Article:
Additionally, a penetration test will also test for vulnerabilities that a vulnerability scanner cannot find – for example, logic vulnerabilities. Business logic vulnerabilities are almost impossible for a vulnerability scanner to identify (at least for today’s tools), and they can be devastating. A good example is, if you are a bank and have an Internet banking web application; an attacker logs in and tries to create a transaction of -100 EUR, resulting in the payer receiving the funds instead of a payee. Or, another very common category of vulnerabilities is Direct Object Reference (DOR), when attackers try to access objects (for example, transaction records) belonging to arbitrary users by modifying object references. Since object references are typically just numbers (IDs), modification is easy, yet many scanners will miss such vulnerabilities since they do not understand the context i.e. the fact that by changing an ID and retrieving someone else’s transaction record means we have found a critical vulnerability.

The result of a penetration test is a report that should detail all identified vulnerabilities, with recommendations on how to fix them. All listed vulnerabilities should be verified by the penetration tester – there should be no false positives there!

It is now clear that penetration tests require a lot of manual work – that’s why they take quite a long time and are typically more expensive than a vulnerability assessment.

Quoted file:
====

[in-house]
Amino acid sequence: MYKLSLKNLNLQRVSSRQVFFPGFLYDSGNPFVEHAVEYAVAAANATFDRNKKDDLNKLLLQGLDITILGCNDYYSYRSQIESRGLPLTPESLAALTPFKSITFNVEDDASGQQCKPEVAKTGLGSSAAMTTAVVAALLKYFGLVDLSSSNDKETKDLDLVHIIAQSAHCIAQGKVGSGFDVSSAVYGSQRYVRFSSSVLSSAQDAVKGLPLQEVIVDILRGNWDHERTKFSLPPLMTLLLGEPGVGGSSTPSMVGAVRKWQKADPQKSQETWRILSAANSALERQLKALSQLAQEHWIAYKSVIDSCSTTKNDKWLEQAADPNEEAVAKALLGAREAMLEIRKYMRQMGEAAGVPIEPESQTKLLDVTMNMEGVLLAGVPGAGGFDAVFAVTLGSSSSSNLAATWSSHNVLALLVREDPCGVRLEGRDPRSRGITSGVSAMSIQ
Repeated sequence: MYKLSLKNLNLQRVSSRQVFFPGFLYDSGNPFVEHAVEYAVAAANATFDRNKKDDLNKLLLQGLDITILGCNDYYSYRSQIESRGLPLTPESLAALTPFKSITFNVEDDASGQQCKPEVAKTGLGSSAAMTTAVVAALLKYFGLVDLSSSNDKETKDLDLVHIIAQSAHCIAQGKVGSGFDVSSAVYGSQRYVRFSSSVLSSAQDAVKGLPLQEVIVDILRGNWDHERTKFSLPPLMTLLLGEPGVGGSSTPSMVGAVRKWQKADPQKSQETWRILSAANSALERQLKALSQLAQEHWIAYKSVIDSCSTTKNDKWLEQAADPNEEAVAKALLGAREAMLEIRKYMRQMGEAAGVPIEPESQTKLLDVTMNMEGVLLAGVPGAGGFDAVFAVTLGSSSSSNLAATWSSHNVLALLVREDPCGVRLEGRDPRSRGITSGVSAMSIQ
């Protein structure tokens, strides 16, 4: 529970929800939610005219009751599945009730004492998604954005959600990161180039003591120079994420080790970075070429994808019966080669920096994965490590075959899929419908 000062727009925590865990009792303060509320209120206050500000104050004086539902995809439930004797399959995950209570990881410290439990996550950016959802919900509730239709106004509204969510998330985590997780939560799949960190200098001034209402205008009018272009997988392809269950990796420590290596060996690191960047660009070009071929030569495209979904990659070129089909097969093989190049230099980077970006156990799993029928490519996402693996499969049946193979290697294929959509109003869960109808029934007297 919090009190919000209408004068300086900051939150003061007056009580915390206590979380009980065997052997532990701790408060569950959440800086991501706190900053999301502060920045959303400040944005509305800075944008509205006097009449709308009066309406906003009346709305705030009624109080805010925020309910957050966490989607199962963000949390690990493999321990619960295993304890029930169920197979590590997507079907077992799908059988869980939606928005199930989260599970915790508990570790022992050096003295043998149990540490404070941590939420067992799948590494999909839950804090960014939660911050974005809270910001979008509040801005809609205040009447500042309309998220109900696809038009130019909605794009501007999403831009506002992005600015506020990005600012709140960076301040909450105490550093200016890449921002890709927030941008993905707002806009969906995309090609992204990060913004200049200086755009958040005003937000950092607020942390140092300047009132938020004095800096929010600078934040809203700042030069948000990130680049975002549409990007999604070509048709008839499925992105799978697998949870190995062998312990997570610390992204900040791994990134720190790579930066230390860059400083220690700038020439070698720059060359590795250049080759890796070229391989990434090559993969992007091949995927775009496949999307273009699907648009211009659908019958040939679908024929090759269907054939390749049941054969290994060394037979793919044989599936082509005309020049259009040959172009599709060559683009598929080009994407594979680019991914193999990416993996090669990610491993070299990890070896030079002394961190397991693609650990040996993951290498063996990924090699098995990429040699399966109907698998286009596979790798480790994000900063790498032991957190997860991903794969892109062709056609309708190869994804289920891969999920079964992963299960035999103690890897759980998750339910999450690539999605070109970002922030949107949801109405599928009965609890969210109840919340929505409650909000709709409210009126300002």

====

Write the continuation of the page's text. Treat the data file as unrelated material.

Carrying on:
Finally, a red team exercise is the ultimate test of any organisation’s defences. In a red team exercise, the attackers are given a final goal and they can typically use any means they want to achieve their goal. This might include writing new exploits, using social engineering, moving laterally and so on.

The main difference between a red team exercise and a penetration test is that with a red team exercise there is one ultimate goal, while a penetration test aims to find all vulnerabilities in the defined scope. A red team exercise might miss some vulnerabilities and never report them, but it will show you how you stand against a real attacker. Quite often a red team exercise is a good test of an organisation’s blue team – it will show how good they are in detecting attacks and potentially preventing them while they are happening.

Although the above is the ideal process for managing vulnerabilities within an organization, ultimately, deciding which security assessment to select also depends on the maturity level of the organisation. If, for example, the target organisation is not regularly patching its servers, there is no point in doing a penetration test or a red team exercise as even the basic security hygiene is lacking. This must first be addressed. It is only after low-hanging fruit has been taken care of, that a more sophisticated security assessment should be performed.

Likewise, if an organisation is releasing a new application, for example, then a penetration test might be more suitable since the goal will be to find all the vulnerabilities in the new application. And, if you have already tested the majority of your services, and have a trained blue team, a red team exercise will help show how prepared the organisation is against a real world attack.


(c) SANS Internet Storm Center. Creative Commons Attribution-Noncommercial 3.0 United States License.

Reposted from SANS. View original.